Creational Patterns

Creational Patterns

Creational design patterns abstract the instantiation process. They help make a system independent of how its objects are created, composed, and represented. A class creational pattern uses inheritance to vary the class that's instantiated, whereas an object creational pattern will delegate instantiation to another object.

Creational patterns become important as systems evolve to depend more on object composition than class inheritance. As that happens, emphasis shifts away from hard-coding a fixed set of behaviors toward defining a smaller set of fundamental behaviors that can be composed into any number of more complex ones. Thus creating objects with particular behaviors requires more than simply instantiating a class.

There are two recurring themes in these patterns. First, they all encapsulate knowledge about which concrete classes the system uses. Second, they hide how instances of these classes are created and put together. All the system at large knows about the objects is their interfaces as defined by abstract classes. Consequently, the creational patterns give you a lot of flexibility in what gets created, who creates it, how it gets created, and when. They let you configure a system with "product" objects that vary widely in structure and functionality. Configuration can be static (that is, specified at compile-time) or dynamic (at run-time).

Sometimes creational patterns are competitors. For example, there are cases when either Prototype or Abstract Factory could be used profitably. At other times they are complementary: Builder can use one of the other patterns to implement which components get built. Prototype can use Singleton in its implementation.

Because the creational patterns are closely related, we'll study all five of them together to highlight their similarities and differences. We'll also use a common example—building a maze for a computer game—to illustrate their implementations. The maze and the game will vary slightly from pattern to pattern. Sometimes the game will be simply to find your way out of a maze; in that case the player will probably only have a local view of the maze. Sometimes mazes contain problems to solve and dangers to overcome, and these games may provide a map of the part of the maze that has been explored.

We'll ignore many details of what can be in a maze and whether a maze game has a single or multiple players. Instead, we'll just focus on how mazes get created. We define a maze as a set of rooms. A room knows its neighbors; possible neighbors are another room, a wall, or a door to another room.

The classes Room, Door, and Wall define the components of the maze used in all our examples. We define only the parts of these classes that are important for creating a maze. We'll ignore players, operations for displaying and wandering around in a maze, and other important functionality that isn't relevant to building the maze.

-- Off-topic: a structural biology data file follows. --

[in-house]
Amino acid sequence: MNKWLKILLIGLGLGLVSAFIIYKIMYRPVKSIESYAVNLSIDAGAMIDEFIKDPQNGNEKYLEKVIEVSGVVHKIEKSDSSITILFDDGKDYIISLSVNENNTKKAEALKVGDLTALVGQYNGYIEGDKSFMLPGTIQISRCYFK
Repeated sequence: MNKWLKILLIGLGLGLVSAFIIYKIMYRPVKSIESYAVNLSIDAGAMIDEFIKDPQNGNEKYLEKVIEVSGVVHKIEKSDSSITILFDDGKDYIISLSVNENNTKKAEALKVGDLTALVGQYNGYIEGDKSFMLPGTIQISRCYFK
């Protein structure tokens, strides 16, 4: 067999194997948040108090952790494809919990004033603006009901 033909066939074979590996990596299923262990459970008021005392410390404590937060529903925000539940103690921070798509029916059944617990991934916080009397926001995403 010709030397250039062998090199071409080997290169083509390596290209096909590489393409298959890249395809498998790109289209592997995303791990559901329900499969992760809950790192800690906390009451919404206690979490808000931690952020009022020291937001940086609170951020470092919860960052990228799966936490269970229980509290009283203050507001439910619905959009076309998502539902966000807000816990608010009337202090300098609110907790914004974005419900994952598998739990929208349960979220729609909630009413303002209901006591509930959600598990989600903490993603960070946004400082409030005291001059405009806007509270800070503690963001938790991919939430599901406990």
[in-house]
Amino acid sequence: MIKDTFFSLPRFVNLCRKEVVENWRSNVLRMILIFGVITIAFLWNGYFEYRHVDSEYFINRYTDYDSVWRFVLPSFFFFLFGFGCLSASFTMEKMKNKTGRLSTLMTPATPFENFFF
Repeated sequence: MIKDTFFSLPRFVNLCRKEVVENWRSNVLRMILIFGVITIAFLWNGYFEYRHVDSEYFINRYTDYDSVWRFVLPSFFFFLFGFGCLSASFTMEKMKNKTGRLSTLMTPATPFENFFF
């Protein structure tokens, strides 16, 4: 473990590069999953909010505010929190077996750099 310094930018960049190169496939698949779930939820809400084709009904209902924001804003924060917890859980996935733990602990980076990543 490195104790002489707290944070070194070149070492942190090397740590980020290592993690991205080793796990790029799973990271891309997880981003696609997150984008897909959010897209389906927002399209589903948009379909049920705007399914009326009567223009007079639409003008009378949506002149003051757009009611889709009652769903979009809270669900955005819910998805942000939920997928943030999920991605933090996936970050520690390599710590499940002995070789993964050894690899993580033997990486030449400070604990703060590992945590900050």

The following diagram shows the relationships between these classes:

Each room has four sides. We use an enumeration Direction in C++ implementations to specify the north, south, east, and west sides of a room:

enum Direction {North, South, East, West};
 

The Smalltalk implementations use corresponding symbols to represent these directions.

The class MapSite is the common abstract class for all the components of a maze. To simplify the example, MapSite defines only one operation, Enter. Its meaning depends on what you're entering. If you enter a room, then your location changes. If you try to enter a door, then one of two things happen: If the door is open, you go into the next room. If the door is closed, then you hurt your nose.

class MapSite {
public:
    virtual void Enter() = 0;
};
 

Enter provides a simple basis for more sophisticated game operations. For example, if you are in a room and say "Go East," the game can simply determine which MapSite is immediately to the east and then call Enter on it. The subclass-specific Enter operation will figure out whether your location changed or your nose got hurt. In a real game, Enter could take the player object that's moving about as an argument.

Room is the concrete subclass of MapSite that defines the key relationships between components in the maze. It maintains references to other MapSite objects and stores a room number. The number will identify rooms in the maze.

class Room : public MapSite {
public:
    Room(int roomNo);

    MapSite* GetSide(Direction) const;
    void SetSide(Direction, MapSite*);

    virtual void Enter();

private: